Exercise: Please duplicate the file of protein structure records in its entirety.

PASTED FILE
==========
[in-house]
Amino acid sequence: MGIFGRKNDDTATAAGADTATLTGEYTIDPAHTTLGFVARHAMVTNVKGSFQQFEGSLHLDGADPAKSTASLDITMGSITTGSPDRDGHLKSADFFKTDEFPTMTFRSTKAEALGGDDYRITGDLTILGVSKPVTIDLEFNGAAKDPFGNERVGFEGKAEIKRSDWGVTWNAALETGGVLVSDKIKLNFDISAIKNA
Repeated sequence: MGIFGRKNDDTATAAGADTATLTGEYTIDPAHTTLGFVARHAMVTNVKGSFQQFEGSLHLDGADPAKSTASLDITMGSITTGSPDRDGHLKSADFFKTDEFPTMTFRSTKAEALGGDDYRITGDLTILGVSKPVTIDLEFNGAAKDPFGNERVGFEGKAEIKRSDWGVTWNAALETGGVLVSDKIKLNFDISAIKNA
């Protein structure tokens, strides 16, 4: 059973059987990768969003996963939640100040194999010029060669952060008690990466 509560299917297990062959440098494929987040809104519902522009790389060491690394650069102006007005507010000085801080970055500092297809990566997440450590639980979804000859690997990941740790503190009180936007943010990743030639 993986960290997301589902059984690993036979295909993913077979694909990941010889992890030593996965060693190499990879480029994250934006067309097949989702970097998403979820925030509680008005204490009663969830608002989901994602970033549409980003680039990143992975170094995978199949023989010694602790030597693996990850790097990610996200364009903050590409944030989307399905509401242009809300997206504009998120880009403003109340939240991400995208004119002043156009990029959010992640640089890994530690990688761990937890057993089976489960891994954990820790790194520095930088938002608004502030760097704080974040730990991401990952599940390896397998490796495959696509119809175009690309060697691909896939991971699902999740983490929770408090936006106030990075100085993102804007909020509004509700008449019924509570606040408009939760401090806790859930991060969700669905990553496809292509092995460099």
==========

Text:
[in-house]
Amino acid sequence: MGIFGRKNDDTATAAGADTATLTGEYTIDPAHTTLGFVARHAMVTNVKGSFQQFEGSLHLDGADPAKSTASLDITMGSITTGSPDRDGHLKSADFFKTDEFPTMTFRSTKAEALGGDDYRITGDLTILGVSKPVTIDLEFNGAAKDPFGNERVGFEGKAEIKRSDWGVTWNAALETGGVLVSDKIKLNFDISAIKNA
Repeated sequence: MGIFGRKNDDTATAAGADTATLTGEYTIDPAHTTLGFVARHAMVTNVKGSFQQFEGSLHLDGADPAKSTASLDITMGSITTGSPDRDGHLKSADFFKTDEFPTMTFRSTKAEALGGDDYRITGDLTILGVSKPVTIDLEFNGAAKDPFGNERVGFEGKAEIKRSDWGVTWNAALETGGVLVSDKIKLNFDISAIKNA
């Protein structure tokens, strides 16, 4: 059973059987990768969003996963939640100040194999010029060669952060008690990466 509560299917297990062959440098494929987040809104519902522009790389060491690394650069102006007005507010000085801080970055500092297809990566997440450590639980979804000859690997990941740790503190009180936007943010990743030639 993986960290997301589902059984690993036979295909993913077979694909990941010889992890030593996965060693190499990879480029994250934006067309097949989702970097998403979820925030509680008005204490009663969830608002989901994602970033549409980003680039990143992975170094995978199949023989010694602790030597693996990850790097990610996200364009903050590409944030989307399905509401242009809300997206504009998120880009403003109340939240991400995208004119002043156009990029959010992640640089890994530690990688761990937890057993089976489960891994954990820790790194520095930088938002608004502030760097704080974040730990991401990952599940390896397998490796495959696509119809175009690309060697691909896939991971699902999740983490929770408090936006106030990075100085993102804007909020509004509700008449019924509570606040408009939760401090806790859930991060969700669905990553496809292509092995460099």